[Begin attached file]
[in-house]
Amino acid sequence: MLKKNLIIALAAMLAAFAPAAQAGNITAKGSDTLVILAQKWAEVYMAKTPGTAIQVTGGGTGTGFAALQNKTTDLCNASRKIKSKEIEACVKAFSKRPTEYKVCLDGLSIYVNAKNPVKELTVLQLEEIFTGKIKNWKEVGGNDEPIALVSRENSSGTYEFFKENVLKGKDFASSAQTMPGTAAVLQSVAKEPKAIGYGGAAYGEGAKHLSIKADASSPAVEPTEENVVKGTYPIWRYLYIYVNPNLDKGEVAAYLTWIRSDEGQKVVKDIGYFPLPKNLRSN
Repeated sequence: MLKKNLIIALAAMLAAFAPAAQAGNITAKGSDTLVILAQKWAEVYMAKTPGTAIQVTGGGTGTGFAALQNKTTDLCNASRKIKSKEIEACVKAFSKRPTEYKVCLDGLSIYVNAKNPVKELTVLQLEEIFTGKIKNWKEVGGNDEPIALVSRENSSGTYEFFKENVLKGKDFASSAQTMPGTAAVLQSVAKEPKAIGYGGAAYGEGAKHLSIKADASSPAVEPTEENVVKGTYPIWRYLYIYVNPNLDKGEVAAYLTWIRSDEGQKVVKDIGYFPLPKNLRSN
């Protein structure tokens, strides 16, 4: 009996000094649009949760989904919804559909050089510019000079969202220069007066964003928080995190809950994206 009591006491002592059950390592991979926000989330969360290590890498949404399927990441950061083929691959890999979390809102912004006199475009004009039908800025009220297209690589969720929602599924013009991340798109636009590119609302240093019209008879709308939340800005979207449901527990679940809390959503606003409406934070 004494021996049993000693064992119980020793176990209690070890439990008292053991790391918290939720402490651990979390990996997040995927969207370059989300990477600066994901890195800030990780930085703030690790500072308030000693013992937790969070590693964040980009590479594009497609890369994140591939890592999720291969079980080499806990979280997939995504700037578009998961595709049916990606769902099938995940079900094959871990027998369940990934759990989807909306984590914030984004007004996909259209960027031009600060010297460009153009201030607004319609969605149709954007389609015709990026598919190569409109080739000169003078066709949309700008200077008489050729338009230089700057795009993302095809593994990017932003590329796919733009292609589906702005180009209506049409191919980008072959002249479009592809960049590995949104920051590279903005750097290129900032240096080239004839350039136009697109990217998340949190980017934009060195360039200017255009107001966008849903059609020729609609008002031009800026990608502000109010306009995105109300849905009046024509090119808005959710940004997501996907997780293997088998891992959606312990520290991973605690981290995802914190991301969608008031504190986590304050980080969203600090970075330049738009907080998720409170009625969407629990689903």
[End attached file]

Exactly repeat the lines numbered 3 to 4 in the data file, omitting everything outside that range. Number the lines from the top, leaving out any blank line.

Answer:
Repeated sequence: MLKKNLIIALAAMLAAFAPAAQAGNITAKGSDTLVILAQKWAEVYMAKTPGTAIQVTGGGTGTGFAALQNKTTDLCNASRKIKSKEIEACVKAFSKRPTEYKVCLDGLSIYVNAKNPVKELTVLQLEEIFTGKIKNWKEVGGNDEPIALVSRENSSGTYEFFKENVLKGKDFASSAQTMPGTAAVLQSVAKEPKAIGYGGAAYGEGAKHLSIKADASSPAVEPTEENVVKGTYPIWRYLYIYVNPNLDKGEVAAYLTWIRSDEGQKVVKDIGYFPLPKNLRSN
């Protein structure tokens, strides 16, 4: 009996000094649009949760989904919804559909050089510019000079969202220069007066964003928080995190809950994206 009591006491002592059950390592991979926000989330969360290590890498949404399927990441950061083929691959890999979390809102912004006199475009004009039908800025009220297209690589969720929602599924013009991340798109636009590119609302240093019209008879709308939340800005979207449901527990679940809390959503606003409406934070 004494021996049993000693064992119980020793176990209690070890439990008292053991790391918290939720402490651990979390990996997040995927969207370059989300990477600066994901890195800030990780930085703030690790500072308030000693013992937790969070590693964040980009590479594009497609890369994140591939890592999720291969079980080499806990979280997939995504700037578009998961595709049916990606769902099938995940079900094959871990027998369940990934759990989807909306984590914030984004007004996909259209960027031009600060010297460009153009201030607004319609969605149709954007389609015709990026598919190569409109080739000169003078066709949309700008200077008489050729338009230089700057795009993302095809593994990017932003590329796919733009292609589906702005180009209506049409191919980008072959002249479009592809960049590995949104920051590279903005750097290129900032240096080239004839350039136009697109990217998340949190980017934009060195360039200017255009107001966008849903059609020729609609008002031009800026990608502000109010306009995105109300849905009046024509090119808005959710940004997501996907997780293997088998891992959606312990520290991973605690981290995802914190991301969608008031504190986590304050980080969203600090970075330049738009907080998720409170009625969407629990689903």